As a large majority of the American workforce transitioned to working from home in early 2020, so too came an increase in physical ailments associated with the transition, namely an increase in non-traumatic neck pain in workers who were spending more time in a chair and less time moving throughout their day.
Along with this new onset of neck pain came an increase in work-related headaches after long hours looking at a screen. While some may identify an increased level of stress as the cause of these headaches, the root of the problem may be more mechanical in nature.
A cervical tension headache is characterized as pain that begins in the back of the neck/head and radiates up one or both sides of the skull in a “Rams Horn” type pattern. This pain may culminate in pain over/behind one eye or temple and can be aching or sharp in nature.
When sitting at a desk for over 20 minutes, it is common for the head to migrate forward in front of the body, the shoulders to round and the thoracic spine to bend forward. This sustained posture for days, weeks and months leads to a disturbance of normal “Length – Tension Relationships” in neck muscles. Specifically, shortening (or tightness) in the Sub Occipital muscles.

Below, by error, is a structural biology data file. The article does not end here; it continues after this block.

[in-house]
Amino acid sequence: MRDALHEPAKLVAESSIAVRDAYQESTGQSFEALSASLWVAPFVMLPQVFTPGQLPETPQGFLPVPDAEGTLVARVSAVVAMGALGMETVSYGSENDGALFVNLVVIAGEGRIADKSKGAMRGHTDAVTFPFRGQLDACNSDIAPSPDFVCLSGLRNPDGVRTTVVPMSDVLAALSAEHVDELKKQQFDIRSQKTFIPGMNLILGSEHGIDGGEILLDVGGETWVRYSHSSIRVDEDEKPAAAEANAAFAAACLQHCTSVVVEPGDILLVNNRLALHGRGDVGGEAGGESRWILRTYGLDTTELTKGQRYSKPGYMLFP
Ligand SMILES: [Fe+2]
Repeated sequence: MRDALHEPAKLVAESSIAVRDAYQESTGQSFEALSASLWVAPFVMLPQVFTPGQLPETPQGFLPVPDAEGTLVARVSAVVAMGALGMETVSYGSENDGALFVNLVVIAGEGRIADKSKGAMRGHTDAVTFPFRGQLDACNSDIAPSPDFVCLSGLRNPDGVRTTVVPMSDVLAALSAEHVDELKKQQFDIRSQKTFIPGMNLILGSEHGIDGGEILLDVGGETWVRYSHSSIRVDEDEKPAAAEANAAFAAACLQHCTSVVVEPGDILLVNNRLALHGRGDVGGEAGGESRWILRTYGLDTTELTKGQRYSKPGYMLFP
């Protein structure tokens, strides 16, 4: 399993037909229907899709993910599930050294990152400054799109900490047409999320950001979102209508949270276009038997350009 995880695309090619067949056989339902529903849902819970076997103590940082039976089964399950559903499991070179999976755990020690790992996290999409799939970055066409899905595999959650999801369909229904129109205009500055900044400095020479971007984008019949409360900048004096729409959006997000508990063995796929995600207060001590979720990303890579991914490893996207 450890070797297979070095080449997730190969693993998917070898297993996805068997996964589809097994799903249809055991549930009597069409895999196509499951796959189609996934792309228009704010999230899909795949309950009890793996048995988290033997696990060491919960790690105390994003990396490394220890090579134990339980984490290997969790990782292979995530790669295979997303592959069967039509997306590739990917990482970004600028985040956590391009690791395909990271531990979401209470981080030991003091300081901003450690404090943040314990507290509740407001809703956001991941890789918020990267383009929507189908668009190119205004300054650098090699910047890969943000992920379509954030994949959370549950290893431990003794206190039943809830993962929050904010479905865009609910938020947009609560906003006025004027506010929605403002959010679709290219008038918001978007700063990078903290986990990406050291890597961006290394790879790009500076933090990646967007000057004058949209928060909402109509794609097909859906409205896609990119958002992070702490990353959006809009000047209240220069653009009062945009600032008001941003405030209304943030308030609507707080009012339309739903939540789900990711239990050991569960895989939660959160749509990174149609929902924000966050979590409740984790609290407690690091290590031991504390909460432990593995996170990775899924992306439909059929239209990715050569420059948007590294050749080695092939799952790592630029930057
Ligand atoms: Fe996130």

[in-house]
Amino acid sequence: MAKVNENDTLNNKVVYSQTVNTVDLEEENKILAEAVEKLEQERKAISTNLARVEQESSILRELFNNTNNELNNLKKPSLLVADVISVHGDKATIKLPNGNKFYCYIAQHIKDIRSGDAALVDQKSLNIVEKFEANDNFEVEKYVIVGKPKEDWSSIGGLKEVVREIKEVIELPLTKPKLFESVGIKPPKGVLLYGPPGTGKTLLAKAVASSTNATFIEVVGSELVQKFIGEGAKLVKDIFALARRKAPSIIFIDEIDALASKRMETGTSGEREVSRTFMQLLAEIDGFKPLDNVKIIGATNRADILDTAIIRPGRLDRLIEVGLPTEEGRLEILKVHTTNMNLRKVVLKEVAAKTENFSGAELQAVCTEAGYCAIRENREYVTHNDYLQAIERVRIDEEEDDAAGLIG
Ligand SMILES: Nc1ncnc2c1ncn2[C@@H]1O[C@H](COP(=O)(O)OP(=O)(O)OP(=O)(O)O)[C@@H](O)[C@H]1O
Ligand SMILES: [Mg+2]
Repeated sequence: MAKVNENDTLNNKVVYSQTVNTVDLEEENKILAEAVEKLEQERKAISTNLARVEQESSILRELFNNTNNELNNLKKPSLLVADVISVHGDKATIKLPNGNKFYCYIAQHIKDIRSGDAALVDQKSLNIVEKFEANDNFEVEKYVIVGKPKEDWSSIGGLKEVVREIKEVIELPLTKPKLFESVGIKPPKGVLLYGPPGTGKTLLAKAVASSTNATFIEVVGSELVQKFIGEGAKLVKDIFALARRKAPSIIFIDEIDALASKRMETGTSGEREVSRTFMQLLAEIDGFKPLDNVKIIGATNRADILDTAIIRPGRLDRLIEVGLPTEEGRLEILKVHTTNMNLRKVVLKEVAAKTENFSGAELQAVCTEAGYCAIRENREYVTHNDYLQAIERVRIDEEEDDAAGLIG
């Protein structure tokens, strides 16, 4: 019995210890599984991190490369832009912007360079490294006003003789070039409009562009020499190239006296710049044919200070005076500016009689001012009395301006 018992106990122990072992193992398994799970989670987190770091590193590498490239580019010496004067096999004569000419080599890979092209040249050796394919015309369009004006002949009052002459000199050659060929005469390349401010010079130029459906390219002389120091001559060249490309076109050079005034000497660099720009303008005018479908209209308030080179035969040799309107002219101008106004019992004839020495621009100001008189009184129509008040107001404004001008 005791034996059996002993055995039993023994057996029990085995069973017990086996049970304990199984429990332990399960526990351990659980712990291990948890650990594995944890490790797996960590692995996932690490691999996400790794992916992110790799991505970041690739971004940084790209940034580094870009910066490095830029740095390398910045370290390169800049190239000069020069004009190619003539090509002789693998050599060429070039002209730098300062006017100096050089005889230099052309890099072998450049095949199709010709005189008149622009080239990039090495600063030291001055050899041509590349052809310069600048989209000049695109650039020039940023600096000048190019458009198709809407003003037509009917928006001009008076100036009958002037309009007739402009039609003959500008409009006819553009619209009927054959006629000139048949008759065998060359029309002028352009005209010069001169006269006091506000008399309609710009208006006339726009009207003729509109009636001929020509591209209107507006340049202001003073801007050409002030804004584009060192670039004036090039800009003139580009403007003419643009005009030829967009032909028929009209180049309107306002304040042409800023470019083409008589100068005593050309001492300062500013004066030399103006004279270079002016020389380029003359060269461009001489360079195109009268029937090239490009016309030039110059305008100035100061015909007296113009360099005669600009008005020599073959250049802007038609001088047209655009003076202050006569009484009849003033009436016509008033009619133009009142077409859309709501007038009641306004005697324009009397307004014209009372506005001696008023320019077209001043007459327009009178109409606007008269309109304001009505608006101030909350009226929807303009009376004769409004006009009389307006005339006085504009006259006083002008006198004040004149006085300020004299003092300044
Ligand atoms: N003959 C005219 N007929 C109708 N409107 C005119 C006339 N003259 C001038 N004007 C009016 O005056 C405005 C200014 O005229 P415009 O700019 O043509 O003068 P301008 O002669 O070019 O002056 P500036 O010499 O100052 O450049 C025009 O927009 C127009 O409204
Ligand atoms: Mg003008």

Sub Occipital muscles are in the back of your neck and run from the base of your skull to your cervical spine. It is often poor mobility in these muscles that results in trigger point pain that can radiate from the back of your neck up and over your head. Furthermore, restriction in the length of these muscles often prevents normal head movement from occurring smoothly, resulting in difficulty rotating or bending your neck.
The good news is that these tension headaches are usually remedied by restoring the length-tension relationship of these Sub Occipital muscles.
For an enlightening discussion of cervical tension headaches and other causes of neck pain in the workplace, be sure to attend our upcoming virtual seminar “Neck Pain in The Workplace,” hosted by Dr. Gabriel Kresge PT, DPT, of Kinetic Physical Therapy, on Tuesday, November 17, at noon.
Register by emailing email@example.com. We will send you the Zoom log-in details.
For physical therapy inquiries, contact:
Dr. Gabriel Kresge PT, DPT